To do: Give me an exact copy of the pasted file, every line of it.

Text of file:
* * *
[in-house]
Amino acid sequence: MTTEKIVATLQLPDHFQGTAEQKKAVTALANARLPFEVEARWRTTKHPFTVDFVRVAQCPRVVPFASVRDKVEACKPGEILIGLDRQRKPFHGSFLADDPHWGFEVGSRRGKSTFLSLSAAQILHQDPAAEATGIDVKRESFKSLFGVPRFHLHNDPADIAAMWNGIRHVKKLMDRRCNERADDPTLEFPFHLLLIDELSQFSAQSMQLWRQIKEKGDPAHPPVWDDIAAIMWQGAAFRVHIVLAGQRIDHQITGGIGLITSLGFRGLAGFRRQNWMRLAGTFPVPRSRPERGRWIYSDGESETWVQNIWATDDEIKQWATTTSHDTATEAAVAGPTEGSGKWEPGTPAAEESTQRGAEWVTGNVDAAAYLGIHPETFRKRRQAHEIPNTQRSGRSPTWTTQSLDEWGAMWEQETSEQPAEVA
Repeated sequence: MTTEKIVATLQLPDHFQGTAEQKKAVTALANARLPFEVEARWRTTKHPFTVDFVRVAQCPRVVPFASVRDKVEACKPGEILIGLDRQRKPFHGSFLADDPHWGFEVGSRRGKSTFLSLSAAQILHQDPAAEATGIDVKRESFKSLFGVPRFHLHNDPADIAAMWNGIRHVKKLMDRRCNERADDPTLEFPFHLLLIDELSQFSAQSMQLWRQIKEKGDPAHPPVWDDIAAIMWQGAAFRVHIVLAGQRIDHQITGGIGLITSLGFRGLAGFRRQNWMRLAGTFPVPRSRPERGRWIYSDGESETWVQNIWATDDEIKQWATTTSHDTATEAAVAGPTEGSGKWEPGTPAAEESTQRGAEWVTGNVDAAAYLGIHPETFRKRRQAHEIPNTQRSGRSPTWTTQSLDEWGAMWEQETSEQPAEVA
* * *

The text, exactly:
[in-house]
Amino acid sequence: MTTEKIVATLQLPDHFQGTAEQKKAVTALANARLPFEVEARWRTTKHPFTVDFVRVAQCPRVVPFASVRDKVEACKPGEILIGLDRQRKPFHGSFLADDPHWGFEVGSRRGKSTFLSLSAAQILHQDPAAEATGIDVKRESFKSLFGVPRFHLHNDPADIAAMWNGIRHVKKLMDRRCNERADDPTLEFPFHLLLIDELSQFSAQSMQLWRQIKEKGDPAHPPVWDDIAAIMWQGAAFRVHIVLAGQRIDHQITGGIGLITSLGFRGLAGFRRQNWMRLAGTFPVPRSRPERGRWIYSDGESETWVQNIWATDDEIKQWATTTSHDTATEAAVAGPTEGSGKWEPGTPAAEESTQRGAEWVTGNVDAAAYLGIHPETFRKRRQAHEIPNTQRSGRSPTWTTQSLDEWGAMWEQETSEQPAEVA
Repeated sequence: MTTEKIVATLQLPDHFQGTAEQKKAVTALANARLPFEVEARWRTTKHPFTVDFVRVAQCPRVVPFASVRDKVEACKPGEILIGLDRQRKPFHGSFLADDPHWGFEVGSRRGKSTFLSLSAAQILHQDPAAEATGIDVKRESFKSLFGVPRFHLHNDPADIAAMWNGIRHVKKLMDRRCNERADDPTLEFPFHLLLIDELSQFSAQSMQLWRQIKEKGDPAHPPVWDDIAAIMWQGAAFRVHIVLAGQRIDHQITGGIGLITSLGFRGLAGFRRQNWMRLAGTFPVPRSRPERGRWIYSDGESETWVQNIWATDDEIKQWATTTSHDTATEAAVAGPTEGSGKWEPGTPAAEESTQRGAEWVTGNVDAAAYLGIHPETFRKRRQAHEIPNTQRSGRSPTWTTQSLDEWGAMWEQETSEQPAEVA